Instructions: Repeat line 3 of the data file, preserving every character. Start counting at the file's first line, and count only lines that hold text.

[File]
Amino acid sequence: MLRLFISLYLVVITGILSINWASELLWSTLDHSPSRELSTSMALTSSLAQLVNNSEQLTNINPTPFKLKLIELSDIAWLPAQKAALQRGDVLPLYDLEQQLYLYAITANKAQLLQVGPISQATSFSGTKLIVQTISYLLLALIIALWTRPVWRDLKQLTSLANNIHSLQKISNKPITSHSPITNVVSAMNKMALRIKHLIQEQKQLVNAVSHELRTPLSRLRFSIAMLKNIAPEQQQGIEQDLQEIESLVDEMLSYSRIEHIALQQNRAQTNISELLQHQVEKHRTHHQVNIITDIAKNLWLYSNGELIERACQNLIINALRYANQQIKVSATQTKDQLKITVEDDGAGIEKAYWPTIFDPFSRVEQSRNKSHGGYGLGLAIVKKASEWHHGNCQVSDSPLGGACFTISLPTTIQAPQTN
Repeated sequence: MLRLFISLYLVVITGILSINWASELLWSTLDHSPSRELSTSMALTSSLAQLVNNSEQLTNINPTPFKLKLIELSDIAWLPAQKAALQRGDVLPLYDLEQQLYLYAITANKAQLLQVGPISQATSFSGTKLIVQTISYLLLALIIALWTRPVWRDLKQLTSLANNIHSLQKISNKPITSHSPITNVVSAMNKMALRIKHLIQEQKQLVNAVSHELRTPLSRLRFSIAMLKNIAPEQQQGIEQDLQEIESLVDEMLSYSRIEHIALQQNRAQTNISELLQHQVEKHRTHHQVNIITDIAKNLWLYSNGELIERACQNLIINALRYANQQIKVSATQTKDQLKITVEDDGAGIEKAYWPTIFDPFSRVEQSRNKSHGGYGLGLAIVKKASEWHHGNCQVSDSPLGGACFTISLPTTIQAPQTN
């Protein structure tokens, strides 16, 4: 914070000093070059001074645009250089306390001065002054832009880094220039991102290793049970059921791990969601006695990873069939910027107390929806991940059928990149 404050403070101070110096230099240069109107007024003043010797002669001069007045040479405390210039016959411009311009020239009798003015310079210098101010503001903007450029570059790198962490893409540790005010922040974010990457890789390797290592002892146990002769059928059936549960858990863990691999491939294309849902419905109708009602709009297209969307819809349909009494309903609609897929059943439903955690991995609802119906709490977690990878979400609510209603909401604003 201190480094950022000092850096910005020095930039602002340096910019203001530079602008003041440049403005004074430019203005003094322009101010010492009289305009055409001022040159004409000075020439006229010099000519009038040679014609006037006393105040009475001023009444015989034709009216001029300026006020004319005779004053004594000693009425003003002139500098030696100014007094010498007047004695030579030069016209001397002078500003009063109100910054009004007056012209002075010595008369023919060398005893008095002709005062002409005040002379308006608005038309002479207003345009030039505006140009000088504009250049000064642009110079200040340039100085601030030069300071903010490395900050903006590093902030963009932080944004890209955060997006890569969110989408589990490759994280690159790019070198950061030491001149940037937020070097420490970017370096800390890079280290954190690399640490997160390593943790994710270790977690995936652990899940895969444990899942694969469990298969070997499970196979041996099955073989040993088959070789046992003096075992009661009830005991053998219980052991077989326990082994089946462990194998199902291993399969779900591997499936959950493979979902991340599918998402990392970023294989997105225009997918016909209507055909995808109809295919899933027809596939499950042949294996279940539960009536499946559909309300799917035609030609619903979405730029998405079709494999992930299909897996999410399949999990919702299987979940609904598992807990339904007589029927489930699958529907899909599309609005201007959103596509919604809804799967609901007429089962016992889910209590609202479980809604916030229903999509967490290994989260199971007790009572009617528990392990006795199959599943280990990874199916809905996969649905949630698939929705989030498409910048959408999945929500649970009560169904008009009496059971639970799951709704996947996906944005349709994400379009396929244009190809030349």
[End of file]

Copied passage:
């Protein structure tokens, strides 16, 4: 914070000093070059001074645009250089306390001065002054832009880094220039991102290793049970059921791990969601006695990873069939910027107390929806991940059928990149 404050403070101070110096230099240069109107007024003043010797002669001069007045040479405390210039016959411009311009020239009798003015310079210098101010503001903007450029570059790198962490893409540790005010922040974010990457890789390797290592002892146990002769059928059936549960858990863990691999491939294309849902419905109708009602709009297209969307819809349909009494309903609609897929059943439903955690991995609802119906709490977690990878979400609510209603909401604003 201190480094950022000092850096910005020095930039602002340096910019203001530079602008003041440049403005004074430019203005003094322009101010010492009289305009055409001022040159004409000075020439006229010099000519009038040679014609006037006393105040009475001023009444015989034709009216001029300026006020004319005779004053004594000693009425003003002139500098030696100014007094010498007047004695030579030069016209001397002078500003009063109100910054009004007056012209002075010595008369023919060398005893008095002709005062002409005040002379308006608005038309002479207003345009030039505006140009000088504009250049000064642009110079200040340039100085601030030069300071903010490395900050903006590093902030963009932080944004890209955060997006890569969110989408589990490759994280690159790019070198950061030491001149940037937020070097420490970017370096800390890079280290954190690399640490997160390593943790994710270790977690995936652990899940895969444990899942694969469990298969070997499970196979041996099955073989040993088959070789046992003096075992009661009830005991053998219980052991077989326990082994089946462990194998199902291993399969779900591997499936959950493979979902991340599918998402990392970023294989997105225009997918016909209507055909995808109809295919899933027809596939499950042949294996279940539960009536499946559909309300799917035609030609619903979405730029998405079709494999992930299909897996999410399949999990919702299987979940609904598992807990339904007589029927489930699958529907899909599309609005201007959103596509919604809804799967609901007429089962016992889910209590609202479980809604916030229903999509967490290994989260199971007790009572009617528990392990006795199959599943280990990874199916809905996969649905949630698939929705989030498409910048959408999945929500649970009560169904008009009496059971639970799951709704996947996906944005349709994400379009396929244009190809030349």